I’ve been a big fan of GitHub Actions since last year’s Universe (read the post on building docs with them). As a matter of fact, I was such a fan that I moved my blog publishing process entirely to GitHub Actions and GitHub Pages. Recently, GitHub announced that the Actions engine is changing, which makes workflow management much easier - still in private beta, though. Recently I got an invite to try out the new functionality, though, so I thought I’d write up how I updated the blog publishing workflow to the new experience!
There comes a time when one needs to re-assess how and what they are using for their blog software. For years, I have been an avid WordPress user, jumping from shared hosting to shared hosting in search for a good deal, but always encountered issues - there was either little room to customize things, or I had to deal with the ever-growing bloat of a large code base for a little site.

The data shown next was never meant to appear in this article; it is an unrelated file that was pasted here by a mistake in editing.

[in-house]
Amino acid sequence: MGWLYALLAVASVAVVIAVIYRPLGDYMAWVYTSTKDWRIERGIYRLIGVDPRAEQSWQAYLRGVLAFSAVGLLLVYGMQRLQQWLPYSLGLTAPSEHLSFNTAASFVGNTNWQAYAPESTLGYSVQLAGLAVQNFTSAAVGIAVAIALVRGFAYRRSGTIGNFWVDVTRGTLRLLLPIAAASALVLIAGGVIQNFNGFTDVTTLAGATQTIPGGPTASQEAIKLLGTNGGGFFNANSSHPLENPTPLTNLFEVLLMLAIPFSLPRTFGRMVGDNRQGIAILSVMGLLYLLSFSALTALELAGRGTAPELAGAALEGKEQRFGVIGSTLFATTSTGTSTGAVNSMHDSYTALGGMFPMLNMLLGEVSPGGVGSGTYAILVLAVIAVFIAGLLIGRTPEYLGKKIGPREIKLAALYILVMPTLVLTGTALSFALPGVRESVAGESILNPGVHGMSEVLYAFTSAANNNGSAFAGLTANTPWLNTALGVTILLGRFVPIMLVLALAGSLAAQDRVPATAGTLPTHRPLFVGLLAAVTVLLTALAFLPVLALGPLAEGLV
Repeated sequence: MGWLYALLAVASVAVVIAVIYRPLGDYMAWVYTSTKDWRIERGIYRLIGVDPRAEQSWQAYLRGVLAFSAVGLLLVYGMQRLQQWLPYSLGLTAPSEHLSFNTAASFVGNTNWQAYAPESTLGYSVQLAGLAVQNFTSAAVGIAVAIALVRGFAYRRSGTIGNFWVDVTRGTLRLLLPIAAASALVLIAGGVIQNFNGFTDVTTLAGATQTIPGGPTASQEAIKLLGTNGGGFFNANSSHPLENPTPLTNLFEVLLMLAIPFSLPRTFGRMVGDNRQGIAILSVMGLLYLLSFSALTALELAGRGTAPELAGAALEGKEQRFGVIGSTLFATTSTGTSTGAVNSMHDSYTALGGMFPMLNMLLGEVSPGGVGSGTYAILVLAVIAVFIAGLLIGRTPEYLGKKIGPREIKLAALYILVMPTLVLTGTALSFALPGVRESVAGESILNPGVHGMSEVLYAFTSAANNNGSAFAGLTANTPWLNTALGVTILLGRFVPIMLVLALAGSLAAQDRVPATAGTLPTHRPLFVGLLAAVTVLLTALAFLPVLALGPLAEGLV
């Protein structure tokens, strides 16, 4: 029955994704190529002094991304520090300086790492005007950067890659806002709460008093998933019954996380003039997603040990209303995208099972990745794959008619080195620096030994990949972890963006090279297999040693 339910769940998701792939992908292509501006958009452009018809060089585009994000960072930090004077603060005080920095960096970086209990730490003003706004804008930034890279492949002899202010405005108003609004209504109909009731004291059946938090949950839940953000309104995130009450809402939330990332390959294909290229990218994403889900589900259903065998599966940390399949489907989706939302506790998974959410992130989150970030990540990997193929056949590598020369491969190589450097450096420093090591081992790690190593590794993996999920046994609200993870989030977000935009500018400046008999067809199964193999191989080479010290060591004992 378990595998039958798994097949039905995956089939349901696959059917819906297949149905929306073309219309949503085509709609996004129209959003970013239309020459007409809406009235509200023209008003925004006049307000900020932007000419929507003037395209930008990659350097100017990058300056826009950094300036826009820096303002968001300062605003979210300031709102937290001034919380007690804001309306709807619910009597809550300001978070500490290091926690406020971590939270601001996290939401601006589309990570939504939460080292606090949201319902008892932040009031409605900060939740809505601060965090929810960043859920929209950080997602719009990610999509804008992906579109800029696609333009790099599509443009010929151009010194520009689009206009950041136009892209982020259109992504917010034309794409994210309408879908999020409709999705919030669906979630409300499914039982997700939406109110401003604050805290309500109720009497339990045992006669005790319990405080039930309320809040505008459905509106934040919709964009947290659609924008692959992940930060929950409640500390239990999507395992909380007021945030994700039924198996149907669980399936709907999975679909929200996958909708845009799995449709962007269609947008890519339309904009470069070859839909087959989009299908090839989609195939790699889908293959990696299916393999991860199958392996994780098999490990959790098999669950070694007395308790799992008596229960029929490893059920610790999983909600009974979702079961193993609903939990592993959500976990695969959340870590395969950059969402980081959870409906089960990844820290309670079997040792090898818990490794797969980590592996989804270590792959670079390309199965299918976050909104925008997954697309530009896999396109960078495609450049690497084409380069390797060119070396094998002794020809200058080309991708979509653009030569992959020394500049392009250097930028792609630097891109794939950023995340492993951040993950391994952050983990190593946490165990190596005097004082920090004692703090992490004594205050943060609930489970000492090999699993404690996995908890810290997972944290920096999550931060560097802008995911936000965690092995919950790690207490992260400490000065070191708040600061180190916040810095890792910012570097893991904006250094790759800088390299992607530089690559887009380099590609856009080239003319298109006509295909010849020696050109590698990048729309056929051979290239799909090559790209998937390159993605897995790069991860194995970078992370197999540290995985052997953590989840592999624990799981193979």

I was just chatting with my good friend Anthony Chu about containers and an idea struck me - I love GitHub Actions, I love PowerShell. I wonder if the two would work together?
At GitHub Universe 2018, the team announced a new an exciting capability of the platform - GitHub Actions. At its core, this allows you to run "micro-CI" (or not so micro) within the repository itself. The benefit is two-fold: you can still plug in to other CI services, and you can also segment the workflow directly from the repository (there are some pretty interesting workflows out there already).